How to teach your mother tongue to your spouse (part 3 of 3)

logo blog post about teaching one‘s mother tongue

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Other tools to facilitate understanding and memorizing

Speaking as often as possible, having the right attitude and modifying your sentences to make them easy to understand and remember is the most important. However here are a couple of additional ideas to improve even more the learning process:

  • Remember to move, to use body language: mime, show, move around if needed. It’s quite tiring but will make your conversations livelier. And besides your spouse definitely won’t forget a mime session!
  • Talk about the same topic for a while: repeating the same words again and again will help your partner remember them.
  • Encourage the student to talk with other people than you once s/he knows the basics. S/he will get used to other accents, speech rhythm and expressions (and the end goal is of course to be able to talk with everyone, not just you!). However don’t expect miracles as you’ll very often need to stay close by in order to lead the student’s thinking process or transform a person’s sentence to make it easier to understand. Indeed, not everyone is used to speaking with foreigners and they sometimes speak too fast, don’t repeat, or their vocabulary is simply too different from yours.
    Experience has taught me that the day you are able to have real discussions with your spouse in your mother tongue, it is no guarantee that s/he will be able to speak with other people. I have in mind my partner with whom I can now speak French almost all the time, but who still struggles to understand my grand-parents!
  • Don’t leave grammar rules, conjugations and the like totally aside; instead use them as a tool to perfect existing knowledge. The learning process is not based on them, true, but the day your spouse no longer needs to think to be able to formulate certain sentences and yet still makes a few mistakes, don’t hesitate to explain the rule to correct them. The student, who no longer needs so much focus and energy to build his/her sentence, will have the necessary attention to understand and remember the rule.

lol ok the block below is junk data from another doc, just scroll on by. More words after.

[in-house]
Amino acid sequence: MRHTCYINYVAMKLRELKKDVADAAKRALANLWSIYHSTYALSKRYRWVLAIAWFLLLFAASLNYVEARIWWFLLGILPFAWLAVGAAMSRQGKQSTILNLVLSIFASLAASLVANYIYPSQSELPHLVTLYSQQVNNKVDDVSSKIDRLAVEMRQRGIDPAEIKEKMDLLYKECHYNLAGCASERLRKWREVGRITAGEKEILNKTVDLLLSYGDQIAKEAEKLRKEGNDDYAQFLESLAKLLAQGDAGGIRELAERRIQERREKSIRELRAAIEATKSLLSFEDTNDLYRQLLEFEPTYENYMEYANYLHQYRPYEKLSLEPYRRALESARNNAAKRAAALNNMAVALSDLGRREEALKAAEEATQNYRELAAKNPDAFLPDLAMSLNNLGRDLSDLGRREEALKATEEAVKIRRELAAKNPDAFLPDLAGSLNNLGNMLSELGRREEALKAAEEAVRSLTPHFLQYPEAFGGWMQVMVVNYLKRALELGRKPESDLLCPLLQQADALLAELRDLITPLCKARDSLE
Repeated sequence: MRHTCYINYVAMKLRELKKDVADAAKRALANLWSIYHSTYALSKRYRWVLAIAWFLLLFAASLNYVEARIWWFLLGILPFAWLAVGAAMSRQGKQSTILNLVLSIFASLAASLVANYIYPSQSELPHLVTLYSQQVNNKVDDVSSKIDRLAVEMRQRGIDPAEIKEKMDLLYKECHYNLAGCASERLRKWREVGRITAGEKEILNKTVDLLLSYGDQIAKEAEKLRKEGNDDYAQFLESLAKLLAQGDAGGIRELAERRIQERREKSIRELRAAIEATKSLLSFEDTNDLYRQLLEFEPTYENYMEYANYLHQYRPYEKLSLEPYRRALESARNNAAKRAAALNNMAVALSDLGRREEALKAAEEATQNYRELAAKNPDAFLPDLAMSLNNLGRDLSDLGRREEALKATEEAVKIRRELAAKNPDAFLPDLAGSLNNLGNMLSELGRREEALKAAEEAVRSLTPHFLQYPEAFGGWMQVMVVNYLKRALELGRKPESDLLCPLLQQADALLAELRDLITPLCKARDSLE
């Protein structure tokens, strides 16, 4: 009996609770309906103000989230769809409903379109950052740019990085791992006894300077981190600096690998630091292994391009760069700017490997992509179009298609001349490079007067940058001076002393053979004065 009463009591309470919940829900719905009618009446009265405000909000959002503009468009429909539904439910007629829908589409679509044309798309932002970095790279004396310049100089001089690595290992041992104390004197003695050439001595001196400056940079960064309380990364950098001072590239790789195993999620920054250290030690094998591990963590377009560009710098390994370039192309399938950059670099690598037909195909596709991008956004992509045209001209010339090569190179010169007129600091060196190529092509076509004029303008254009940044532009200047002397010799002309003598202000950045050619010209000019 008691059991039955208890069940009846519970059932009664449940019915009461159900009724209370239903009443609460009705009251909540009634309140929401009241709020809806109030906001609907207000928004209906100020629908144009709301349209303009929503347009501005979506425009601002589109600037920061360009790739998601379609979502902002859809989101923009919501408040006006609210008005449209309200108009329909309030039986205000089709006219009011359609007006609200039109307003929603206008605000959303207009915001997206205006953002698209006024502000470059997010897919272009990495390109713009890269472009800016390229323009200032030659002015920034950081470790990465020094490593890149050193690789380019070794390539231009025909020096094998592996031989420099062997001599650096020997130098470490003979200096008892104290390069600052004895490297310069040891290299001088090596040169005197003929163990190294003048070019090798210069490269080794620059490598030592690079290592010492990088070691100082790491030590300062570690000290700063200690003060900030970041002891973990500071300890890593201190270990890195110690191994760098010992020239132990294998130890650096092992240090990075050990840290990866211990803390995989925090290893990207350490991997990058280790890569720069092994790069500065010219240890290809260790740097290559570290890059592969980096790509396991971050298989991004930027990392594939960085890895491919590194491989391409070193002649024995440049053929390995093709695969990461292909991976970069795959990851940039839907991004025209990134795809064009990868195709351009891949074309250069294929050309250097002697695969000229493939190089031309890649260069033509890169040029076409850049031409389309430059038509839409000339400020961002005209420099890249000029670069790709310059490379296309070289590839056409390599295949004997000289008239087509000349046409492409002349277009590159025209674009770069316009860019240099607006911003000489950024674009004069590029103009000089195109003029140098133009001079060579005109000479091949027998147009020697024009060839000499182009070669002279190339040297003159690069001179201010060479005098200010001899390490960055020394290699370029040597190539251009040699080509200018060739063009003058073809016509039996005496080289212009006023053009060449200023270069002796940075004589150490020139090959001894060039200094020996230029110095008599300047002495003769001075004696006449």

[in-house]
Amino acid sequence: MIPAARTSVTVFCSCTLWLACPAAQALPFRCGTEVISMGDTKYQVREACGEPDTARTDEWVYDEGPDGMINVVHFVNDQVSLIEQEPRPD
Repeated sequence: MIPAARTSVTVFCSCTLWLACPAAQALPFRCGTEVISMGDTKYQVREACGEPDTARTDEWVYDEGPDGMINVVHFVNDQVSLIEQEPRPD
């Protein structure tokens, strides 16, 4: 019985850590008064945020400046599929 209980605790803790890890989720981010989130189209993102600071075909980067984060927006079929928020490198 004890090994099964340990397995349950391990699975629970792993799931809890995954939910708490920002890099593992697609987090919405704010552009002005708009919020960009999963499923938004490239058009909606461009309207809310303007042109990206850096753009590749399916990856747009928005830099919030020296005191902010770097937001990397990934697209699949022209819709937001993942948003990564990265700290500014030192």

I’m thinking here about my spouse repeating “je aller” (“I to go”) instead of “je vais” (“I go”). In the beginning the most important was that she knew the verb “aller” (“to go”) so we could understand what she meant. However after a while, when she managed to express herself quite fluently, I detailed the conjugation of the verb. Since she no longer had 15 things to remember simultaneously, she remembered the rule.


These tips should be seen as a whole leading to a particular way of speaking and behaving which facilitates the learning process. There are of course differences depending on the language combination (for example finding cognates between Chinese and English may prove difficult!) and you must then adapt your method, perhaps by finding new techniques. Yet the basics are the same:

  • Speak as often as possible
  • Be patient and disciplined